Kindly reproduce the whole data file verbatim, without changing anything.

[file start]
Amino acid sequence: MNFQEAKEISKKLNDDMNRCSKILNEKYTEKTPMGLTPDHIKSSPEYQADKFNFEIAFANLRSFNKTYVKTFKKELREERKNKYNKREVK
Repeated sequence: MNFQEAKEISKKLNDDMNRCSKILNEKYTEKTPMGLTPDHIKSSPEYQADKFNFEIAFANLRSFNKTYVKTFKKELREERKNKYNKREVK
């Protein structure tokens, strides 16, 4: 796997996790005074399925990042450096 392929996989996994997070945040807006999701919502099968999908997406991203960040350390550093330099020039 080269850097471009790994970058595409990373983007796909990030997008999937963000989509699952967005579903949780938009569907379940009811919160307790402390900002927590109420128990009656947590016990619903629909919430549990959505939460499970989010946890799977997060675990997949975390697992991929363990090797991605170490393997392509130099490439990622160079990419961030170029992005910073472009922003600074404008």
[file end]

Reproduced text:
Amino acid sequence: MNFQEAKEISKKLNDDMNRCSKILNEKYTEKTPMGLTPDHIKSSPEYQADKFNFEIAFANLRSFNKTYVKTFKKELREERKNKYNKREVK
Repeated sequence: MNFQEAKEISKKLNDDMNRCSKILNEKYTEKTPMGLTPDHIKSSPEYQADKFNFEIAFANLRSFNKTYVKTFKKELREERKNKYNKREVK
């Protein structure tokens, strides 16, 4: 796997996790005074399925990042450096 392929996989996994997070945040807006999701919502099968999908997406991203960040350390550093330099020039 080269850097471009790994970058595409990373983007796909990030997008999937963000989509699952967005579903949780938009569907379940009811919160307790402390900002927590109420128990009656947590016990619903629909919430549990959505939460499970989010946890799977997060675990997949975390697992991929363990090797991605170490393997392509130099490439990622160079990419961030170029992005910073472009922003600074404008």